PATNA, STRAITON, Ayrshire

"A mining village on the left bank of the River Doon. 4.5 miles E.N.E. of Kirkmichael village in Carrick. The place name is from the Gaelic 'pait'n ath' translated literally as 'the hill-eminence of the ford'."

"Immediately N.W. of Patna village there is a hill of 853 feet. It is presumably to this hill the name refers. The arterial north-south highway between Ayr and Dumfries runs on the right bank of the river - across from Patna. The river is now spanned at Patna by an excellent bridge. The name would be applied long before bridges were known in Galloway and Carrick - in the days when fords and stepping stones were the only means of crossing rivers and streams."

Patna is surely the Cinderella village of Carrick. References to it in text books are few and of limited scope. It is treated as an unwanted child of un attractive mein. The village lies 10 miles S.E. of Ayr and is situated in a bleak, confined, tumulated landscape on part of a mineral field rich in coal and ironstone. It is summarily dismissed by the Rev. J.B.Johnston in his 'Place-Names of Scotland' as 'named c. 1810 after Patna, on the Ganges, where a former laird is said to have made his money'. Where Johnston obtained this information is not stated but the author of these notes can find no basis whatsoever for such a statement. In actual fact the name appears to have been applied to the area now occupied by the village, centuries before 1810."

"The Gaelic derivation - pait n'ath - speaks for itself. It is certainly fitting and appropriate as, before the river was bridged at Patna, it had to be forded. There is another ford known as Polnessan, 3/4 mile to the north of the present bridge, but the crossing at Patna served as the chief link between the country east of the River Doon and the Kirkmichael-Maybole area. The story of the Indian origin of the name has probably as little relation to actual fact as the other numerous Place-name fables in the area, such as the Deil and his various elbows and holes, the alchemist of the Goldwell of Cairnsmore of Carsphairn and the Tinker of the Tinkers' Loup."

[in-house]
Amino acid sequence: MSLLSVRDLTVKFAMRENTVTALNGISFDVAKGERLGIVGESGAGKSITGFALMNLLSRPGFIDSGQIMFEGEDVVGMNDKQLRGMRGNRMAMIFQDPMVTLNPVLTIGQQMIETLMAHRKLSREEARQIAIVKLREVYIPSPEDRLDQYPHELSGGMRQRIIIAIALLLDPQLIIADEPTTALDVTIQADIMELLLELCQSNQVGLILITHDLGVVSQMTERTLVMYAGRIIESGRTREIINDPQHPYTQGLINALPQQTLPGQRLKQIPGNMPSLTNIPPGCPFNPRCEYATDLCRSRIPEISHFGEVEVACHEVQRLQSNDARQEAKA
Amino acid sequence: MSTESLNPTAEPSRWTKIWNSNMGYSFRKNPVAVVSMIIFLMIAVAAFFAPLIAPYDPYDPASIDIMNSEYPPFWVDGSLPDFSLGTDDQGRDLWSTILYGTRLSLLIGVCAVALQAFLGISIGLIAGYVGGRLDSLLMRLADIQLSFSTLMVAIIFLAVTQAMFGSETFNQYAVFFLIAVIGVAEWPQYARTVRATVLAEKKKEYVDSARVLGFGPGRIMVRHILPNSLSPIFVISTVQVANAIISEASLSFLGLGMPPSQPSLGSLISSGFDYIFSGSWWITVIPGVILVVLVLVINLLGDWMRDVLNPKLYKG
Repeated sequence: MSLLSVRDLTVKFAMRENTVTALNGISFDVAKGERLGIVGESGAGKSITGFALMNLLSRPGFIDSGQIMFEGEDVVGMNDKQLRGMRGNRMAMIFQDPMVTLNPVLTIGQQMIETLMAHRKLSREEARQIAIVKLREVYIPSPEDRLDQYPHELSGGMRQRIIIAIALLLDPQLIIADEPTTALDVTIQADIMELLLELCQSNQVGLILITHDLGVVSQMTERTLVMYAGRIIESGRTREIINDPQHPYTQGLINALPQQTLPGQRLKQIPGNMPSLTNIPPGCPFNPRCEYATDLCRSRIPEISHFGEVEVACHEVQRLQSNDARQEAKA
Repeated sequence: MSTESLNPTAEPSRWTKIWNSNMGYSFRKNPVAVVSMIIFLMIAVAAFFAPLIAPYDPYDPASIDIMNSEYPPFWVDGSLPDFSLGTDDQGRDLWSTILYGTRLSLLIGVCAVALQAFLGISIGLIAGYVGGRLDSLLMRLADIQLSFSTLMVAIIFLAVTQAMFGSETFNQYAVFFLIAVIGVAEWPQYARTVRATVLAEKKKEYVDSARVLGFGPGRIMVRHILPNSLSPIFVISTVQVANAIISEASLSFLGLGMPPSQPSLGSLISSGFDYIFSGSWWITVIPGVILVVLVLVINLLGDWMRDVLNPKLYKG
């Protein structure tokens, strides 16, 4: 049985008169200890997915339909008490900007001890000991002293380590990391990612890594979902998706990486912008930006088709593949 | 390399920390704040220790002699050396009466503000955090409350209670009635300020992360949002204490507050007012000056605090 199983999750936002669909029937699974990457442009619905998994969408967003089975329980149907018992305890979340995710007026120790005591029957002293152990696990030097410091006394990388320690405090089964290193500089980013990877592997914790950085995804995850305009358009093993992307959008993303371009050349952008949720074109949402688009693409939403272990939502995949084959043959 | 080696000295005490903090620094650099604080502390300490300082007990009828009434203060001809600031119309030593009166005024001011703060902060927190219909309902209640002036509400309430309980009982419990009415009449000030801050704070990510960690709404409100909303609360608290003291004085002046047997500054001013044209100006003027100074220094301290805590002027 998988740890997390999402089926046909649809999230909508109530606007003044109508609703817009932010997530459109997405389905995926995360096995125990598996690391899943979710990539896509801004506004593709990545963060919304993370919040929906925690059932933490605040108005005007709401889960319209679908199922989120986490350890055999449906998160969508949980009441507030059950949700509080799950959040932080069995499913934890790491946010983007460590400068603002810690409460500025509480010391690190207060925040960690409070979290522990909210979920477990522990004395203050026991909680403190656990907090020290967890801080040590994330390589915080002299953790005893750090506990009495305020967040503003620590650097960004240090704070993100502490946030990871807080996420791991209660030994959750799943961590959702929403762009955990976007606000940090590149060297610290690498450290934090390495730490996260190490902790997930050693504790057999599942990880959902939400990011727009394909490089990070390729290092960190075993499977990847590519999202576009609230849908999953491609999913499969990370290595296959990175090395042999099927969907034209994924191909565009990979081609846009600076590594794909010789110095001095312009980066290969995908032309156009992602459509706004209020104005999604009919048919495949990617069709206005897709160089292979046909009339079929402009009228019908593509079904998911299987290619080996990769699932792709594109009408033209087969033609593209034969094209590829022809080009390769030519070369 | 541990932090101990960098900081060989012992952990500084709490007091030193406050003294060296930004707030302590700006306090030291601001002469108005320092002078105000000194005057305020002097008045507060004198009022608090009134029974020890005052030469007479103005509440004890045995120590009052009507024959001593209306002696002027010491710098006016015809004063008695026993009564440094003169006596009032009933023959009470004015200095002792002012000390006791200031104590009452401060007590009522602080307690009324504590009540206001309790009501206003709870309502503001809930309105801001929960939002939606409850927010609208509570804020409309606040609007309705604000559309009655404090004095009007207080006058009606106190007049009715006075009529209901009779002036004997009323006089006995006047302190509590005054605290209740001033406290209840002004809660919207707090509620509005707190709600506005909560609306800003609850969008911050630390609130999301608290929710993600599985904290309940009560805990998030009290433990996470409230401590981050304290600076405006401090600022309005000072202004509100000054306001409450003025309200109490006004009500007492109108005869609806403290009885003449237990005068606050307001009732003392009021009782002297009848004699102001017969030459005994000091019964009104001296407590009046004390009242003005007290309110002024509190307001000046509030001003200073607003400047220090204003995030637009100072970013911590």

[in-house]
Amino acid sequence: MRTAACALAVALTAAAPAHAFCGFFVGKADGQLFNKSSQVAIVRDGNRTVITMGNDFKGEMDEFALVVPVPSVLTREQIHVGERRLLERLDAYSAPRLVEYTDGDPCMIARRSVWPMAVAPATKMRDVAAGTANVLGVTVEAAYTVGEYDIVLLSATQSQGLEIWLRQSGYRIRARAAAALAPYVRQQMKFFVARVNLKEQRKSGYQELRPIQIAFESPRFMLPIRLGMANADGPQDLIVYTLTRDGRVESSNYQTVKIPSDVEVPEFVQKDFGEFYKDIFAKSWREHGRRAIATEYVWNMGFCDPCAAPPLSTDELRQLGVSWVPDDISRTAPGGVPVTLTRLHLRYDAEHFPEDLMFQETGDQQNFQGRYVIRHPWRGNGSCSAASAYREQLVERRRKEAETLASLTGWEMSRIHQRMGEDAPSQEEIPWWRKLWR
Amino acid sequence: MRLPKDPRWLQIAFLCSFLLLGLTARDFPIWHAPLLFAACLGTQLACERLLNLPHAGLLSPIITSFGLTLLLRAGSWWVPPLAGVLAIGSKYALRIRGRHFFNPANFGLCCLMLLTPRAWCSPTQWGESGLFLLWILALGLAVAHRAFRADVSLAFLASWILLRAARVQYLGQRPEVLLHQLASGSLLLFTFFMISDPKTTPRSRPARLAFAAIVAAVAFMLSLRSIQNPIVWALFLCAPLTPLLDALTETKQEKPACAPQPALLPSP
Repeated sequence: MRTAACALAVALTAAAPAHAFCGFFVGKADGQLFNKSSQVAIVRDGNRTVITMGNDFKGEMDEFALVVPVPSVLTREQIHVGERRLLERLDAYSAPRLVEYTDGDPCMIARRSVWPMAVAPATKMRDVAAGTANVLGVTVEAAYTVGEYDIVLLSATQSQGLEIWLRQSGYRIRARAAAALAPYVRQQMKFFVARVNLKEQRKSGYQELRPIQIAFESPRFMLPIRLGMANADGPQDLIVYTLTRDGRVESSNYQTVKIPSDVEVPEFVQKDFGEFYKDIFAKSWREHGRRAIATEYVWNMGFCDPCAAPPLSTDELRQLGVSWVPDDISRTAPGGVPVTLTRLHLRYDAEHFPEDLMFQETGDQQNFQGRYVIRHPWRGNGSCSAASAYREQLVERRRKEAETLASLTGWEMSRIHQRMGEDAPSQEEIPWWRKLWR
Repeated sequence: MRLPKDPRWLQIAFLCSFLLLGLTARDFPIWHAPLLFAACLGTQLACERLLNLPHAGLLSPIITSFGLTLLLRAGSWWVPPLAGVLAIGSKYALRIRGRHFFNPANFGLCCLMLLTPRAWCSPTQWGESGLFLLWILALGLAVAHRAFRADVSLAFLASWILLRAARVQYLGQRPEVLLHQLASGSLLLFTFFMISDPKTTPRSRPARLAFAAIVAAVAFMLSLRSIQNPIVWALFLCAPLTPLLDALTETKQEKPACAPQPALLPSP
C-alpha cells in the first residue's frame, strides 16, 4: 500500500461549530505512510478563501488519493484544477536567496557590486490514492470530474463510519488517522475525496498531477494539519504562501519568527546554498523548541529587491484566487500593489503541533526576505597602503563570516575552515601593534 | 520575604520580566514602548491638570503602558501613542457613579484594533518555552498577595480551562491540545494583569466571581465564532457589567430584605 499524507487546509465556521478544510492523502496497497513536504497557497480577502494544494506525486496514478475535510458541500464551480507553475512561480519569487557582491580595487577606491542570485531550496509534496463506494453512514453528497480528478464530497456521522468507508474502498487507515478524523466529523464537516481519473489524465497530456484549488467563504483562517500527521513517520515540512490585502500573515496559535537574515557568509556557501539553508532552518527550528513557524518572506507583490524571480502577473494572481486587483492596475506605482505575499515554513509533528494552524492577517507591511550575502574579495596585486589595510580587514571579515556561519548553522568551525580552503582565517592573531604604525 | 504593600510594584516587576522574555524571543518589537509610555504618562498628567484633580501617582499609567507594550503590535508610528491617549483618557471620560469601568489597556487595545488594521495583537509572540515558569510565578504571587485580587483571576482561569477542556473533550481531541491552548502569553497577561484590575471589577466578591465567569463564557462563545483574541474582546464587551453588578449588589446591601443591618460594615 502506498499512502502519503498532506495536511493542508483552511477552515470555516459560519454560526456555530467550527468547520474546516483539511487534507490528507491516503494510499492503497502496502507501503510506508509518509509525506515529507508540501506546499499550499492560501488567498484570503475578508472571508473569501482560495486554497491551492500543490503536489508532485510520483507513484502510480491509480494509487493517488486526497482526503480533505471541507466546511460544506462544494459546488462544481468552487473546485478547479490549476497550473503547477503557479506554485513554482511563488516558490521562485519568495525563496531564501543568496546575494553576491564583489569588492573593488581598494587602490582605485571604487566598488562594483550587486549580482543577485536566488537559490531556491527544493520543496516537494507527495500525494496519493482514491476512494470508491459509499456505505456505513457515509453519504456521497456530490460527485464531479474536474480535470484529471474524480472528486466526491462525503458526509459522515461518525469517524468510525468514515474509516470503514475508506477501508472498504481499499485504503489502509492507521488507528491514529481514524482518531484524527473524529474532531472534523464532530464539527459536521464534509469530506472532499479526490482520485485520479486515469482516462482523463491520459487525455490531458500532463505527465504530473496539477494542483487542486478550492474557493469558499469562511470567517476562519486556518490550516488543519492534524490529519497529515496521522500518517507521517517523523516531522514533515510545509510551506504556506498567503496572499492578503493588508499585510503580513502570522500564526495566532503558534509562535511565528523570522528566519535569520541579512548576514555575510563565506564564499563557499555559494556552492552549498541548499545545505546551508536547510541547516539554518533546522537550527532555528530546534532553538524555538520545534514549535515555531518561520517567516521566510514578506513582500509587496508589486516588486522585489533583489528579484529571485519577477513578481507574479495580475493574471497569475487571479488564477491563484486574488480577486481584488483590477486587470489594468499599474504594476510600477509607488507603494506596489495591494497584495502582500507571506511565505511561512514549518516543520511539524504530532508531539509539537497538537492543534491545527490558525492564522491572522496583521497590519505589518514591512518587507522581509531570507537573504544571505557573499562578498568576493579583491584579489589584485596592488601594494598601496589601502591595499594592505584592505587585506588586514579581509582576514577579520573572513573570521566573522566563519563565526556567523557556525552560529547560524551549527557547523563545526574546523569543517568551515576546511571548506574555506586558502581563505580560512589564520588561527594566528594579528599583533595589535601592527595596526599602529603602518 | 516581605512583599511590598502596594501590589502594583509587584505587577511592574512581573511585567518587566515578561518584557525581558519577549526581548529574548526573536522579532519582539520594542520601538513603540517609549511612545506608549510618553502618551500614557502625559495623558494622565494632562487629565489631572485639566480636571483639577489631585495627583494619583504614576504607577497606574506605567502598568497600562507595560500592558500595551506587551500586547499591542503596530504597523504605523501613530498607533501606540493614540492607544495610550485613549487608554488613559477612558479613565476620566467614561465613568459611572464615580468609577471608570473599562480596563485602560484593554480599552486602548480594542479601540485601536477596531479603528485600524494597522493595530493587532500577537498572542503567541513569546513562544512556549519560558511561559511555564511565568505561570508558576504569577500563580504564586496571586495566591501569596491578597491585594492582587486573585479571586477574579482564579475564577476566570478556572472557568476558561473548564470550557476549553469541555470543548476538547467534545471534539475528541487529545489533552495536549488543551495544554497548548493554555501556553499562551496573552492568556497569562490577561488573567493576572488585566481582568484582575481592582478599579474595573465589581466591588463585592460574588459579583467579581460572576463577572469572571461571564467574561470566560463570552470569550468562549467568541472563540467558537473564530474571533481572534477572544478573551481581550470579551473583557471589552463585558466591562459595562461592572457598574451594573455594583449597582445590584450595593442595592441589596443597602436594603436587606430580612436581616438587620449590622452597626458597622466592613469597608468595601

"The 17th and 18th century gangrel buddies of Carrick and Galloway were seldom, if ever, late in giving 'explanations' as to the origin of Place-names. The idea that the names would be self-explanitory in their original Gaelic does not seem to have occurred to them - and if it had, they would have to confess their ignorance of their own native Gaelic tongue. It is recorded that, in 1842, the houses of Patna village 'lie almost as asperedly among the fields as a handful of sown corn does among the clods'. The population was then given as 236. Patna area was even at that date a 'quod sacra' parish. This latter fact would indeed be remarkable for a village founded or named only 30 years previously. Mr Johnston's acceptance of the Indian basis of the Place-name is unfortunate - but not surprising."

Carrick Gallovidian - A Historical Survey of The Ancient Lordship of Galloway by J. Kevan Mcdowall, F.S,A. Scot.; Published by Homer McCririck 236 High Street, Ayr, Scotland 1947

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